Most major holidays give film fans an opportunity to open their vaults and rewatch a few yearly favorites. Everyone has their favorite holiday movie to watch during the Christmas season, a favorite scary movie to watch around Halloween, and an ideal romantic film to celebrate Valentine’s Day; you might even supplement your New Year’s Eve with a screening of When Harry Met Sally… or The Godfather: Part II. However, the Easter holiday can be a bit more challenging, as the subgenre of “Easter movies” isn’t quite as diverse. Unless you want to waste your time on a kid-friendly Easter bunny movie like Hop or the forgotten Best Picture nominee Chocolat, there’s only one Easter movie worthy a damn. If you’ve never seen it, you’re in luck, because 1959’s Ben-Hur remains one of the greatest movies ever made.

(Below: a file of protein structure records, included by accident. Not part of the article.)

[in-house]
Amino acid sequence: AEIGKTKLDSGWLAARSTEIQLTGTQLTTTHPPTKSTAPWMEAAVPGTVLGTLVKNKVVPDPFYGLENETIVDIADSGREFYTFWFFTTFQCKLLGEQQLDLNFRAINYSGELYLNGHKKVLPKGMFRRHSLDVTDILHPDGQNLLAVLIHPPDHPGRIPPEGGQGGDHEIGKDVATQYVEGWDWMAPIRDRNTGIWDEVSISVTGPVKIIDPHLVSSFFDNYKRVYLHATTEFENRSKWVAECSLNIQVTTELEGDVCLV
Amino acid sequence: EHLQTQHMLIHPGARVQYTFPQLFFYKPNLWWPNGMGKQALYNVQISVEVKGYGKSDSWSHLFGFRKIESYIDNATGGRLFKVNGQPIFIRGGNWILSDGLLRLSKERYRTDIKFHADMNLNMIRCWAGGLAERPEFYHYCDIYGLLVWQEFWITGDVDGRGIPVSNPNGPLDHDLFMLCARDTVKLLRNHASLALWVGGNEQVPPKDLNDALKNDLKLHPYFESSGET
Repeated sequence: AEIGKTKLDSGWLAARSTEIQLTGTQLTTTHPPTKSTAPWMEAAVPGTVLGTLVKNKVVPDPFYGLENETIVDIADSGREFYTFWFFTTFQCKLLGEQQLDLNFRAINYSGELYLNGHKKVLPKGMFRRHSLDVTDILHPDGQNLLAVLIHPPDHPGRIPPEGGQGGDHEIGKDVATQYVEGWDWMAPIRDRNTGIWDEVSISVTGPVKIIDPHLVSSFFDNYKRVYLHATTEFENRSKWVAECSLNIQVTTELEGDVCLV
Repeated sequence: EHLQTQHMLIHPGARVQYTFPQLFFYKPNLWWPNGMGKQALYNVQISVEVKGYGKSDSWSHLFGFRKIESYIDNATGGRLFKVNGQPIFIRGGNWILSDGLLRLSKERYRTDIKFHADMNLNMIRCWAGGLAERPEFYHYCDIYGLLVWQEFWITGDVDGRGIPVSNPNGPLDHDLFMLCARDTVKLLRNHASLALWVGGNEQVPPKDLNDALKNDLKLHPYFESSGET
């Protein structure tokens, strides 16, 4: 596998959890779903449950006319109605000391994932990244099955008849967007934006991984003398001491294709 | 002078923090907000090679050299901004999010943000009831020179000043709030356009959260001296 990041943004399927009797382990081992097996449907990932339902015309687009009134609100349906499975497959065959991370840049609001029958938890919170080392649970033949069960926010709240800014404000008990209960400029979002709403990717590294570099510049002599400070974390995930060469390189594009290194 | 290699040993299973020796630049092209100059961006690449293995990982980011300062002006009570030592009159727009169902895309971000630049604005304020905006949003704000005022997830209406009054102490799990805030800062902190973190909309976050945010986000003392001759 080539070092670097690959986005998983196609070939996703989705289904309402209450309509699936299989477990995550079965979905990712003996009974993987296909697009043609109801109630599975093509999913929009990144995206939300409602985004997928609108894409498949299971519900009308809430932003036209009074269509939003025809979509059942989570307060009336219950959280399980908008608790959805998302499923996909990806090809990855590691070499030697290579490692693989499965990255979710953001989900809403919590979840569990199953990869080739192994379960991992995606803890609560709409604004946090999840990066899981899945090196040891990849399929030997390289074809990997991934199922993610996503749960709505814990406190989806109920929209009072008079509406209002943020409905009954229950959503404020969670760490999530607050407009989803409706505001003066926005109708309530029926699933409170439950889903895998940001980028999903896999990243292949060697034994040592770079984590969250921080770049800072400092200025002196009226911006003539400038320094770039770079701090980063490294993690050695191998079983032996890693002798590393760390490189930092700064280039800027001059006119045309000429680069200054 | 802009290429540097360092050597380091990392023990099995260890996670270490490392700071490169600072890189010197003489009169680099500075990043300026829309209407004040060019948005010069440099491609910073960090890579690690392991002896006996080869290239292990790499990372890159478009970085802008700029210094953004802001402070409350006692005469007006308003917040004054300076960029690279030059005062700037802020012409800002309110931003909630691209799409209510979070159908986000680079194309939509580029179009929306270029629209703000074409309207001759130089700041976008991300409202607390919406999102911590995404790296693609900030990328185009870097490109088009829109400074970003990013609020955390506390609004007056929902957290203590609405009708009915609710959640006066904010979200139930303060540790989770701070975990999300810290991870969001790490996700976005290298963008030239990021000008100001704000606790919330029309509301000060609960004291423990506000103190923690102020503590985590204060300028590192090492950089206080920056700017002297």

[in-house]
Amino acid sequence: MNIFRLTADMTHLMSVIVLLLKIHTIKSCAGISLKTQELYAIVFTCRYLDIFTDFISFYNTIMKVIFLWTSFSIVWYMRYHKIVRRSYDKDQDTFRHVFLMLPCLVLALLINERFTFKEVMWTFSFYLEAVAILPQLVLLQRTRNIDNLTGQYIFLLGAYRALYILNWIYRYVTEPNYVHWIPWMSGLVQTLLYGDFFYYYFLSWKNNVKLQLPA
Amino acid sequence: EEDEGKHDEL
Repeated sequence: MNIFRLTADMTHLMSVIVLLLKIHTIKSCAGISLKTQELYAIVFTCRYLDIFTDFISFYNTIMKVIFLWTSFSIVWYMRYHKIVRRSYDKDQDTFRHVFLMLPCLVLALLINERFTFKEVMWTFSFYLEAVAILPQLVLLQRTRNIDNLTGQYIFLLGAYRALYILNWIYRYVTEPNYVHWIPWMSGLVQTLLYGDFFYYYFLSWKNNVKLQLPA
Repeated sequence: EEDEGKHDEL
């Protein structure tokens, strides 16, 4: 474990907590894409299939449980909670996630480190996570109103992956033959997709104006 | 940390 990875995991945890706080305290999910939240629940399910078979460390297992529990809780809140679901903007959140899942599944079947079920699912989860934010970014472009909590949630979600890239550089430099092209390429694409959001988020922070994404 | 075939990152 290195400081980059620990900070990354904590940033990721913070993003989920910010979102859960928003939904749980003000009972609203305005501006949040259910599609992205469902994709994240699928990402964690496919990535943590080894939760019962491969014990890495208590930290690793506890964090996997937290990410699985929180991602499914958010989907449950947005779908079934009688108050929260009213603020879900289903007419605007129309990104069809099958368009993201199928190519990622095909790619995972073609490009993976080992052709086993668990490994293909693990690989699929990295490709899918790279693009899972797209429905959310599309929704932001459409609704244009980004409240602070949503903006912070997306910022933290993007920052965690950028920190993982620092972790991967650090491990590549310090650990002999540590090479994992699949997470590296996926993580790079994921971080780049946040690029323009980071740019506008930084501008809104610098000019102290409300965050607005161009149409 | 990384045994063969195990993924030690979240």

Although a 1925 film of the same name had told a simplified version of the same narrative epic, director William Wyler put together a production so ambitious that it risked the future of the industry. Between elaborate action sequences, numerous locations, dozens of original costumes, and painstakingly crafted architecture, Ben-Hur needed to invest in getting its historical details accurate in order to tell its incredible story. Loosely adapted from Lew Wallace‘s 1880 novel Ben-Hur: A Tale of the Christ, Ben-Hur explores the relationship between the Jewish prince Judah Ben-Hur (Charlton Heston) and his childhood friend Messala (Stephen Boyd), who has since become a staunch advocate of the Roman Empire. As the two former brothers fall into conflict, Wyler explores the rise of Jesus Christ (Claude Heater) as a backdrop.